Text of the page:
Many social scientists have engaged in exploring the relations between sociology (the realm of social capital) and economics (the realm of economic capital) by taking the rising impact of neoliberalism into account. These studies, however, are mainly focused on uncovering the role of social capital when there would be economic constraints in a society.7 There seem to be hardly any investigatory studies about how rising economic (financial) inequality becomes a structural factor in deteriorating and eroding social capital in an increasingly neoliberal society. Despite the lack of social scientific study of this relationship, we can develop a plausible hypothesis based on Putnam’s notion of “reciprocity.” According to Putnam, as one of the key components of social capital, “social networks” have intrinsically to do with “sturdy norms of reciprocity.” He writes, “Even more valuable, however, is a norm of generalized reciprocity: I’ll do this for you without expecting anything specific back from you, in the confident expectation that someone else will do something for me down the road. The Golden Rule is one formulation of generalized reciprocity” (Putnam 1995, pp. 20–21). It is not unreasonable to conjecture that rising economic inequality renders it increasingly difficult for the members of the society to be reciprocal among themselves. The lack of economic resources makes it unlikely for those who own wealth to be reciprocal with those who have no wealth. This lack of socio-economic reciprocity is even more so among those who have no wealth at all because they simply do not have anything to reciprocate with. From a bird’s eye view, there seems to be an unfortunate dialectic established between social capital and economic capital (particularly financial capital). While social capital renders it possible for a society to build up its economic system and financial capital, the increasing economic inequality paradoxically destroys its own basis—social capital.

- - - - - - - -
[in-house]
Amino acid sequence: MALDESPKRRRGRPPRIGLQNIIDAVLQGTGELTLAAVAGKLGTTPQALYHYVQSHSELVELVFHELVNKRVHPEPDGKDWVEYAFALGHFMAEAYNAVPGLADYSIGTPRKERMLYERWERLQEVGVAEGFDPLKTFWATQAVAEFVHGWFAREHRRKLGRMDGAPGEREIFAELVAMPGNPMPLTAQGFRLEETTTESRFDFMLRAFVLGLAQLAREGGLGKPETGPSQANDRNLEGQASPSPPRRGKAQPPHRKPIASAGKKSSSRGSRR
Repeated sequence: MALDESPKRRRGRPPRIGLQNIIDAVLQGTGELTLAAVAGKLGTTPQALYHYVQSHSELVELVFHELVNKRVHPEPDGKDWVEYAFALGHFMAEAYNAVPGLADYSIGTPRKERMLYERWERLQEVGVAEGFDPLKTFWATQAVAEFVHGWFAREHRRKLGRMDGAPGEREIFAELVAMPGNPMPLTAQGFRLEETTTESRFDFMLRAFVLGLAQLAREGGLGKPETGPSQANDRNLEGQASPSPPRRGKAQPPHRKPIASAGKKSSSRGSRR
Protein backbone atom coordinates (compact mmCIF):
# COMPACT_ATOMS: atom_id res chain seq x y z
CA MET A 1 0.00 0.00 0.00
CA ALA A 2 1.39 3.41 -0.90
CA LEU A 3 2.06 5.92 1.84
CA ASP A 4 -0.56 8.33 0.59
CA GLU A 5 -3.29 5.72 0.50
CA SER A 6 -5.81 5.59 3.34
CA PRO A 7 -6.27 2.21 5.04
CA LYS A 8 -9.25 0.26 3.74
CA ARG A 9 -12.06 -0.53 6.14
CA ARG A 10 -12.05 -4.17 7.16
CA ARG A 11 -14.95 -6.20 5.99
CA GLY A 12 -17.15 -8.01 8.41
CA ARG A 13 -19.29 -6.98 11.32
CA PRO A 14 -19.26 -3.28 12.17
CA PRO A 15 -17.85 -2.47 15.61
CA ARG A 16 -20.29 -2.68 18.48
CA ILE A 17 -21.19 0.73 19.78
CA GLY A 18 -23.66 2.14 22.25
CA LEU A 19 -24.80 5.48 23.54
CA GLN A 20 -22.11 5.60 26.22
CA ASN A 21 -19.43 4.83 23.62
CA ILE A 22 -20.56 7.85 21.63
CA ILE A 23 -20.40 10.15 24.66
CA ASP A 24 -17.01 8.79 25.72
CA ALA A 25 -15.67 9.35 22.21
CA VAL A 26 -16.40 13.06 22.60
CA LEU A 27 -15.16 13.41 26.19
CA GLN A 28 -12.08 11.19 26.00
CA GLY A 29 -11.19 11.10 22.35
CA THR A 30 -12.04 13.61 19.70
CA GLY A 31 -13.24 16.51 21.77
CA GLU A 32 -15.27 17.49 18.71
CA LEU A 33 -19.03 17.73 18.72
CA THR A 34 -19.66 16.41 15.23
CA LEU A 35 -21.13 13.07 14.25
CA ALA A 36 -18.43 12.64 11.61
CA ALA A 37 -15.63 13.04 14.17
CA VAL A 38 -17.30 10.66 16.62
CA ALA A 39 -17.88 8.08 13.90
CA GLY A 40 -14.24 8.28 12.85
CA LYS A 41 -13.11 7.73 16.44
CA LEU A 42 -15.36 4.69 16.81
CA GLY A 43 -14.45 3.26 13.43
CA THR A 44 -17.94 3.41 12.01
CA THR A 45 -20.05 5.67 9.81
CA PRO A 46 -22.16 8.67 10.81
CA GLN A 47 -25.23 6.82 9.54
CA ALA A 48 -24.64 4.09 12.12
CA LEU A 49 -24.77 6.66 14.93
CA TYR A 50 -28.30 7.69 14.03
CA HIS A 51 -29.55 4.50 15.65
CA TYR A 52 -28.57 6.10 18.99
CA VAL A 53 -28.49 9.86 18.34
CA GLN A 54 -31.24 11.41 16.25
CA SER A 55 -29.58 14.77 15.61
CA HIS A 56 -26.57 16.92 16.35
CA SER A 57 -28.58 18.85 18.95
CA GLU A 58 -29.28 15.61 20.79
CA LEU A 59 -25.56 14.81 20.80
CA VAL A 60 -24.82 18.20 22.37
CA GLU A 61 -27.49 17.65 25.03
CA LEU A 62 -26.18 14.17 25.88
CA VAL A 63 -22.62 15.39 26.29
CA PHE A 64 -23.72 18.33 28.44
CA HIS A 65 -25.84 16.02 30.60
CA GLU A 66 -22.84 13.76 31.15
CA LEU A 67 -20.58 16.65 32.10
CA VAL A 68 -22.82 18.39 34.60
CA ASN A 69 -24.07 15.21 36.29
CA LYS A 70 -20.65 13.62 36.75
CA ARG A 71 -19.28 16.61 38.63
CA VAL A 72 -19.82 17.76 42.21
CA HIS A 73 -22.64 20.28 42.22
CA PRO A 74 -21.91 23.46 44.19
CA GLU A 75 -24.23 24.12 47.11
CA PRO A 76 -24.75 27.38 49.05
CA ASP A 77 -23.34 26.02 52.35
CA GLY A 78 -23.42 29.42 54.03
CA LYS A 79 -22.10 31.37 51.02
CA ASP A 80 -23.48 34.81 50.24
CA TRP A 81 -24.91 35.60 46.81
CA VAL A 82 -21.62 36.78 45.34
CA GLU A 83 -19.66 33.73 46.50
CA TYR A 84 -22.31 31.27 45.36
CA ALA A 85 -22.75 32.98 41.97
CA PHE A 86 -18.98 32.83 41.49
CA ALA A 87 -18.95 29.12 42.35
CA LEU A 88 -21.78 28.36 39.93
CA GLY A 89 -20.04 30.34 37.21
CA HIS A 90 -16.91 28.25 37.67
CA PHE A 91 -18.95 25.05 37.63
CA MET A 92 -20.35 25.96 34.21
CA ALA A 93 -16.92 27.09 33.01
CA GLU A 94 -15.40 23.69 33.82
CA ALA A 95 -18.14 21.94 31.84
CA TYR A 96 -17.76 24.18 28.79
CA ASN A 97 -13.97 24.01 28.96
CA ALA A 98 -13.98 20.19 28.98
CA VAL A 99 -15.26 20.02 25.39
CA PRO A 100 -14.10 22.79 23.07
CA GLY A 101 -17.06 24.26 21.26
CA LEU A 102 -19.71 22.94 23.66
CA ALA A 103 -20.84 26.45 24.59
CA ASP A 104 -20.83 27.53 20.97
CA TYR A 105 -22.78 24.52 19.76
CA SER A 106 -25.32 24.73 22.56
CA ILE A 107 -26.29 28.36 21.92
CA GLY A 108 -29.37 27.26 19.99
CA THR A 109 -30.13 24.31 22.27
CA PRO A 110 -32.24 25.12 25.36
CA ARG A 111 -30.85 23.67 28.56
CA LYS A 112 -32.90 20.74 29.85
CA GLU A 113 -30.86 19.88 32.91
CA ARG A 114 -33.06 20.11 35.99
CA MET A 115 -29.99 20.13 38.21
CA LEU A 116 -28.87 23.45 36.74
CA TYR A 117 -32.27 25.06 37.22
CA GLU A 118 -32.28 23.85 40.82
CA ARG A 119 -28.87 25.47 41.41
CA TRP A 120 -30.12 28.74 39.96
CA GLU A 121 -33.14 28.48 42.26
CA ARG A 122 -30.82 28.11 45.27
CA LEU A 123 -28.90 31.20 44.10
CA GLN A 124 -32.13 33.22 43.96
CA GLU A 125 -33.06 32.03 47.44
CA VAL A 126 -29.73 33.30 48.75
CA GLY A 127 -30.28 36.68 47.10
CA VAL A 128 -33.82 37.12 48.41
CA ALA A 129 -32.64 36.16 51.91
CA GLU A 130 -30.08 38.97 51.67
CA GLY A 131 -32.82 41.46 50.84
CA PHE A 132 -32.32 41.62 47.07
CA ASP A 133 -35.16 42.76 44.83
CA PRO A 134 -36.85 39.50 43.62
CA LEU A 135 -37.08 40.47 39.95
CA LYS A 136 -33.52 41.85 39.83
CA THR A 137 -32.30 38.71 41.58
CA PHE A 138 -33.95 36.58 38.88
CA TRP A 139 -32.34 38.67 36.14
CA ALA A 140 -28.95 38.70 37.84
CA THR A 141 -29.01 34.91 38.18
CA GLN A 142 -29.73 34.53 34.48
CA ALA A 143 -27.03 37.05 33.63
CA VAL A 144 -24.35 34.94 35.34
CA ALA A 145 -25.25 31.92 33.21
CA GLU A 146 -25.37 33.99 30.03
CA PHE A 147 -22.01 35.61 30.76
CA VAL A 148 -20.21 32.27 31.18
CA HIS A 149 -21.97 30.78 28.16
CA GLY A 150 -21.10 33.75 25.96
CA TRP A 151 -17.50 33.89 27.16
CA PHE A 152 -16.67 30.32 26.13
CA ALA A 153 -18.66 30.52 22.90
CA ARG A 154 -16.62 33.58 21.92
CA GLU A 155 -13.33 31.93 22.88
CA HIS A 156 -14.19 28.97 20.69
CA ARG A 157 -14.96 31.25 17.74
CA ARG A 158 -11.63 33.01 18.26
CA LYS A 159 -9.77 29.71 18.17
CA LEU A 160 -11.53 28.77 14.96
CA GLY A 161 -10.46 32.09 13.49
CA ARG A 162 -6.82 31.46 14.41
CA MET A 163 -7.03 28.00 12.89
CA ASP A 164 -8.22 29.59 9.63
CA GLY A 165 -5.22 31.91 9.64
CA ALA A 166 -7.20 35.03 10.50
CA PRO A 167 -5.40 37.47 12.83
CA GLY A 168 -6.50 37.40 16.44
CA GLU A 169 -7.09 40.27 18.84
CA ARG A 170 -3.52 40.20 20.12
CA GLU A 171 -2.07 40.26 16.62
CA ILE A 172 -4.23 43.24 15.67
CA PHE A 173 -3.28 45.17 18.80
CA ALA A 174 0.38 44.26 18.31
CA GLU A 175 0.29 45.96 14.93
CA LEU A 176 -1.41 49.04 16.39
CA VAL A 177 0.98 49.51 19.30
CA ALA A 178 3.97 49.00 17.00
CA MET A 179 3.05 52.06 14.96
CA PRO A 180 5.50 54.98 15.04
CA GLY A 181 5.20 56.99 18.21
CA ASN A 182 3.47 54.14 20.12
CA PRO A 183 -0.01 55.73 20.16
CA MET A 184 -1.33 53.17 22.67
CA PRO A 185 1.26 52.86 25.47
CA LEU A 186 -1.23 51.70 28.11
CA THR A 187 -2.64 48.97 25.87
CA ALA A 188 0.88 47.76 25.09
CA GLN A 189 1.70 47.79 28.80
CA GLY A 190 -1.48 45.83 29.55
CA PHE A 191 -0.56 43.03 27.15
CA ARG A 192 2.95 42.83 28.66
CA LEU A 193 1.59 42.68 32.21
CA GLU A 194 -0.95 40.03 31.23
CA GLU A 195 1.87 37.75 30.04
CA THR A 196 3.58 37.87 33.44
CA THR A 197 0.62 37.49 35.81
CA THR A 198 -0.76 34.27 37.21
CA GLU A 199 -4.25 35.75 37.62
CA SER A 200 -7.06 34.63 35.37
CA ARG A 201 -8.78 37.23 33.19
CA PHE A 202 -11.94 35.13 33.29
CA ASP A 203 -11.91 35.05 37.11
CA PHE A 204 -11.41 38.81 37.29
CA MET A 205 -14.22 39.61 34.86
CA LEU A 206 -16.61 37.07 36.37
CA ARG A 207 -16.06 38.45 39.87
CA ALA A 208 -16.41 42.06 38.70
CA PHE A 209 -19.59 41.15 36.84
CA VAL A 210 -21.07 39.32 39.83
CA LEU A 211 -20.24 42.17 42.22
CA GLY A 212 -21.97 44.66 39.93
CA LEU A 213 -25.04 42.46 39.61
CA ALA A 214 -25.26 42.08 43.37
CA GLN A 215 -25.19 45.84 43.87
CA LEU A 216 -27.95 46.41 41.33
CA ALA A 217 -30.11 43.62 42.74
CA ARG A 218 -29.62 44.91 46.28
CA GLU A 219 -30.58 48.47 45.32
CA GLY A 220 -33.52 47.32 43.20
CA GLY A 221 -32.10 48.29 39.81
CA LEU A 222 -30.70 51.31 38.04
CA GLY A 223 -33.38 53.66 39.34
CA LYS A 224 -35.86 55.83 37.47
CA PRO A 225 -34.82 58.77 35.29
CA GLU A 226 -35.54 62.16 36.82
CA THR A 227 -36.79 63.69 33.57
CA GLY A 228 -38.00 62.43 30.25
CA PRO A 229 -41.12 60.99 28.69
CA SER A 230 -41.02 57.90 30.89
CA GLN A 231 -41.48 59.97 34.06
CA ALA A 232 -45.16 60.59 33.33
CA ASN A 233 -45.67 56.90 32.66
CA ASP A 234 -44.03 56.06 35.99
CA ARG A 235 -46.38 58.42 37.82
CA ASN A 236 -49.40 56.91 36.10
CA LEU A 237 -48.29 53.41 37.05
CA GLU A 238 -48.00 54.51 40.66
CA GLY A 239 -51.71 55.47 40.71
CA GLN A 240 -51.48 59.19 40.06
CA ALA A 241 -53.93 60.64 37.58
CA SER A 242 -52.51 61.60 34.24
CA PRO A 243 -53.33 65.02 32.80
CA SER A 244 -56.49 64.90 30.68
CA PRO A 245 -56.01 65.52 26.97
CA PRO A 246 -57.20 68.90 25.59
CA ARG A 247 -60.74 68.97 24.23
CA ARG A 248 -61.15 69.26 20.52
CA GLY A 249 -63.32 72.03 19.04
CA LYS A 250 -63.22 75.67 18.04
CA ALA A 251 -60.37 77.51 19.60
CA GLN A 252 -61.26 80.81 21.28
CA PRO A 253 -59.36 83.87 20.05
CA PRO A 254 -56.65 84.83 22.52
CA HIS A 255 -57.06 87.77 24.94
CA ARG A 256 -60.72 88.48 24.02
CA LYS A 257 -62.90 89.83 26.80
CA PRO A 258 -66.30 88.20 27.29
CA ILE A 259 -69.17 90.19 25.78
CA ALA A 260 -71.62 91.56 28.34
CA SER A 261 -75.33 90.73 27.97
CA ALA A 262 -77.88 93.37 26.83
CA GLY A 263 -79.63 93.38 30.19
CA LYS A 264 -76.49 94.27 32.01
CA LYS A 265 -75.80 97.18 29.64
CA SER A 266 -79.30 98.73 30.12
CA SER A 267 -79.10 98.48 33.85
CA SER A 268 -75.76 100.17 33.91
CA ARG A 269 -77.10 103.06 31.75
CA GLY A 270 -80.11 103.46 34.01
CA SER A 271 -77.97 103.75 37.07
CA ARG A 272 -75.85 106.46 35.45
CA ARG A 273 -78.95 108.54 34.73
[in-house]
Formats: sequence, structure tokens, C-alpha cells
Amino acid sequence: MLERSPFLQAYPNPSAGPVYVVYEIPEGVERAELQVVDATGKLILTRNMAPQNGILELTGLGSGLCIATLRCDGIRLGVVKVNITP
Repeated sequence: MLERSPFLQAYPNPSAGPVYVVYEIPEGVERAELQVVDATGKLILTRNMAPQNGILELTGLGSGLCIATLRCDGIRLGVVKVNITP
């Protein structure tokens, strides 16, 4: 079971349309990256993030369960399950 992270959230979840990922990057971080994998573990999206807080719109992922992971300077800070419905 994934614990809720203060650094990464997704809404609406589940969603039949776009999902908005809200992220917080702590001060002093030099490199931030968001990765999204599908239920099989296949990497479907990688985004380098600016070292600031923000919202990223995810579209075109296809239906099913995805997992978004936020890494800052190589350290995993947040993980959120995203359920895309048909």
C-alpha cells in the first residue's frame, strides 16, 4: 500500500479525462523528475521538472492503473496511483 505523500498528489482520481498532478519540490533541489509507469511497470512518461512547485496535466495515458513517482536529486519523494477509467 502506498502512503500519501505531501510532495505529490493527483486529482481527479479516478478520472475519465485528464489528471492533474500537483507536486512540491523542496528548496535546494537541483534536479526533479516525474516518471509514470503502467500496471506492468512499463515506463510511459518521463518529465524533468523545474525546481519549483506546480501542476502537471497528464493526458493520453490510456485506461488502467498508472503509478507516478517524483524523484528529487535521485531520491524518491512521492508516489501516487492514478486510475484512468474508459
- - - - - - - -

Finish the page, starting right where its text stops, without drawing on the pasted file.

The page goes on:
From a critical perspective, the rising economic inequality, especially excessive financial inequality, cannot but become an important social ethical issue in an age of neoliberal financialization. Why is it so? It is because the mass production of capital-less people interlinked with the excessive concentration of wealth would inevitably lead them to the dependence on the lending/borrowing system of the financial sector, and this dependence is based on the availability of credit and its deployment. Since credit becomes one of the most important socio-economic necessities, the way in which it is deployed becomes a key social justice issue. How, then, should we develop an ethics of credit in an age of neoliberal financialization? How is an ethics of credit possible? What does it mean that credit is ethically conceived and deployed? What is the moral criterion that renders any deployment of credit justifiable?